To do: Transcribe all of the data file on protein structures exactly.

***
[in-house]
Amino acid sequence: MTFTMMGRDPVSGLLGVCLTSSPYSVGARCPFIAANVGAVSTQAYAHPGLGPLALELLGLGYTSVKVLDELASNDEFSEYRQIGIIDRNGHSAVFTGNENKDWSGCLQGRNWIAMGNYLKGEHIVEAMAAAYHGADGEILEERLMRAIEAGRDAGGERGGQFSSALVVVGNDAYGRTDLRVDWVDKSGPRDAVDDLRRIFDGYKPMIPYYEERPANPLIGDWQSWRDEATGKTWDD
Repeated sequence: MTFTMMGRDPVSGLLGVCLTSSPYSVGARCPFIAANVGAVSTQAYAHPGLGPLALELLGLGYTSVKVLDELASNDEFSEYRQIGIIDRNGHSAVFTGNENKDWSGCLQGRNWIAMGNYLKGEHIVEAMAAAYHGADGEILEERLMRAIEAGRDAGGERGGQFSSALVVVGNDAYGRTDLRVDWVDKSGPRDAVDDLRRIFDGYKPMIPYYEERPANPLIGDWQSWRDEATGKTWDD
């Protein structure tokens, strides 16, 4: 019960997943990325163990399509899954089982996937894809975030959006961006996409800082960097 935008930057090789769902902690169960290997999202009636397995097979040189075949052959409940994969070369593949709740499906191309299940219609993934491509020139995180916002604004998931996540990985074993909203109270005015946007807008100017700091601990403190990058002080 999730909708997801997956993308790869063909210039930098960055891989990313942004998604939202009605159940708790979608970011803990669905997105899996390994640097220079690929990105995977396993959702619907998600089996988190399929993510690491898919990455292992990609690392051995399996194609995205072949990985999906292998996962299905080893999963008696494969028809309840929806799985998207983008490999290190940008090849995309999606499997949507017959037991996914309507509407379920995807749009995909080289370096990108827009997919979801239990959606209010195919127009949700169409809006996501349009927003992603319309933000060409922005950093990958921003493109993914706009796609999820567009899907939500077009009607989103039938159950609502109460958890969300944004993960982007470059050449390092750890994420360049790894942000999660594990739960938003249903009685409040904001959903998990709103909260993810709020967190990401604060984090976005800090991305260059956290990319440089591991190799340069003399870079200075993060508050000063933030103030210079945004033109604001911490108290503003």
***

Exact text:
[in-house]
Amino acid sequence: MTFTMMGRDPVSGLLGVCLTSSPYSVGARCPFIAANVGAVSTQAYAHPGLGPLALELLGLGYTSVKVLDELASNDEFSEYRQIGIIDRNGHSAVFTGNENKDWSGCLQGRNWIAMGNYLKGEHIVEAMAAAYHGADGEILEERLMRAIEAGRDAGGERGGQFSSALVVVGNDAYGRTDLRVDWVDKSGPRDAVDDLRRIFDGYKPMIPYYEERPANPLIGDWQSWRDEATGKTWDD
Repeated sequence: MTFTMMGRDPVSGLLGVCLTSSPYSVGARCPFIAANVGAVSTQAYAHPGLGPLALELLGLGYTSVKVLDELASNDEFSEYRQIGIIDRNGHSAVFTGNENKDWSGCLQGRNWIAMGNYLKGEHIVEAMAAAYHGADGEILEERLMRAIEAGRDAGGERGGQFSSALVVVGNDAYGRTDLRVDWVDKSGPRDAVDDLRRIFDGYKPMIPYYEERPANPLIGDWQSWRDEATGKTWDD
């Protein structure tokens, strides 16, 4: 019960997943990325163990399509899954089982996937894809975030959006961006996409800082960097 935008930057090789769902902690169960290997999202009636397995097979040189075949052959409940994969070369593949709740499906191309299940219609993934491509020139995180916002604004998931996540990985074993909203109270005015946007807008100017700091601990403190990058002080 999730909708997801997956993308790869063909210039930098960055891989990313942004998604939202009605159940708790979608970011803990669905997105899996390994640097220079690929990105995977396993959702619907998600089996988190399929993510690491898919990455292992990609690392051995399996194609995205072949990985999906292998996962299905080893999963008696494969028809309840929806799985998207983008490999290190940008090849995309999606499997949507017959037991996914309507509407379920995807749009995909080289370096990108827009997919979801239990959606209010195919127009949700169409809006996501349009927003992603319309933000060409922005950093990958921003493109993914706009796609999820567009899907939500077009009607989103039938159950609502109460958890969300944004993960982007470059050449390092750890994420360049790894942000999660594990739960938003249903009685409040904001959903998990709103909260993810709020967190990401604060984090976005800090991305260059956290990319440089591991190799340069003399870079200075993060508050000063933030103030210079945004033109604001911490108290503003």